They are at all-out highs. That’s true of Russia. It’s true of Kuwait. It’s true of Iran, of Libya, of Iraq. So if the problem in the oil market is identified as an oversupply, freezing production at maximum peak capacity, doesn’t solve the problem; it just freezes the problem. So that’s if you come from the perspective of trying to intervene in the market. But my skepticism of these meetings is because I don’t believe that an artificial intervention in the market is necessary. The market will rebalance itself. A few months ago people were talking about whether oil prices would go to $20. That’s when we were below $30 a barrel. Three months latter we’re at $45 a barrel. So, the market is rebalancing itself. We have seen announcements across the world of reduction in investment in new production. That means that fewer barrels will come online as demand continues to rise, even if its lower, it will rebalance. Look what happens here in the United States. We were at 9.5 million barrels a day last year, and we’re down to below nine, we are at just about 9 [million] barrels, so we have lost 700,000 barrels a day of production. We just lost a million barrels a day out of Canada for the fires. There was a terrorist attack in Nigeria that took off a few hundred thousand barrels. Some of that will come back, and something else will go away, but we’re going to see a rebalancing of the market that doesn’t need OPEC to intervene.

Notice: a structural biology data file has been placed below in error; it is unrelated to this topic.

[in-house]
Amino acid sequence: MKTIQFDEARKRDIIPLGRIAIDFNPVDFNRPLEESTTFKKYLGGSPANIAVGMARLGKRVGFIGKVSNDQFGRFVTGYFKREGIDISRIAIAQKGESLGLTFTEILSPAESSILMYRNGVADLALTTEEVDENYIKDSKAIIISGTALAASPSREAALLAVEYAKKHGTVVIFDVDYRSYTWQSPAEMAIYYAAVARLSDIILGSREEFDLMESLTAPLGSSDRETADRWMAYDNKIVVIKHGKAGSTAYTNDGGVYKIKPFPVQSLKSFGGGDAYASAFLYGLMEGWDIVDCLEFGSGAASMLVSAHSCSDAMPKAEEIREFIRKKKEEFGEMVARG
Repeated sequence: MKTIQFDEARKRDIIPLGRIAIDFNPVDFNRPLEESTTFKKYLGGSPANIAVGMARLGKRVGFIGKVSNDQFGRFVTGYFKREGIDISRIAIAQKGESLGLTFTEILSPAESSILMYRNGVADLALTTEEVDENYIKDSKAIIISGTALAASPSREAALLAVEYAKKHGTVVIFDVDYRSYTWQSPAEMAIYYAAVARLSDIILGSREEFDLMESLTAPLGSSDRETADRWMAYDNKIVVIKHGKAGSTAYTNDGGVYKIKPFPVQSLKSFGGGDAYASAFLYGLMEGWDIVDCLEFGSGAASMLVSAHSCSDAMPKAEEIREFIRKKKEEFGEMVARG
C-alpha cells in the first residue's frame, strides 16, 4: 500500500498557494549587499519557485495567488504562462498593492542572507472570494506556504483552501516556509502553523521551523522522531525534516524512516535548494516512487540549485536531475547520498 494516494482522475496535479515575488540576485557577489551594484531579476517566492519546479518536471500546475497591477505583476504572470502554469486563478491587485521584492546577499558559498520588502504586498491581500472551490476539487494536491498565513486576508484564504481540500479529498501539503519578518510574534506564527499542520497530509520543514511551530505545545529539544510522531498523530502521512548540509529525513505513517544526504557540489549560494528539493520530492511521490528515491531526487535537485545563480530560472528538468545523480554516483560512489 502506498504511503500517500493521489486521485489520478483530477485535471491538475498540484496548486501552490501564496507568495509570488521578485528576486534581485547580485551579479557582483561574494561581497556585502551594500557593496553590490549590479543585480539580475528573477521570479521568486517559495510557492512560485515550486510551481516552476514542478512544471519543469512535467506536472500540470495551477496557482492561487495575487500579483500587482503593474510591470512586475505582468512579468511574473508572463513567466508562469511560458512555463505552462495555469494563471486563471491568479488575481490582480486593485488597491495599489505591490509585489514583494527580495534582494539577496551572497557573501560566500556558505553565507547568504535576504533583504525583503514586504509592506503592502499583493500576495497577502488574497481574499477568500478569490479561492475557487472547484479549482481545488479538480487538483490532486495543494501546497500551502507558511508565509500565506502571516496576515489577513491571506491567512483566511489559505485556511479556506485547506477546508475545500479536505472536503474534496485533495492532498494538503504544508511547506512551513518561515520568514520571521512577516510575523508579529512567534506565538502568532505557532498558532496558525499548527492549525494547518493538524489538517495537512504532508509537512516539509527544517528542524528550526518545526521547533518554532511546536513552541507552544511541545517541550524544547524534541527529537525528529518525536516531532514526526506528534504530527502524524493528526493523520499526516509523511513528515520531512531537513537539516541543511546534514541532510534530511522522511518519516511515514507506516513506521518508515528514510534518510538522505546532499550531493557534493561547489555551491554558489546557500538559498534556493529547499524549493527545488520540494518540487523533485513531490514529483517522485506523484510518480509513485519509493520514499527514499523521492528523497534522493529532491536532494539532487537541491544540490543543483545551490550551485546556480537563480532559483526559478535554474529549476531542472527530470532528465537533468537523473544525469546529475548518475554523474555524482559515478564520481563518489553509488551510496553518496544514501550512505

Any deal that OPEC can reach or if anybody thought that you could reach a deal on production, without the participation of Iran, that didn’t make any sense. So the idea that they would freeze their production when they’re finally out of sanction in order to help other countries was never a realistic approach. So, I never expected Iran…
Q.: What about Iran? Now after this nuclear deal there are so many new opportunities. Is the U.S. ready to allow its companies to enter to Iran?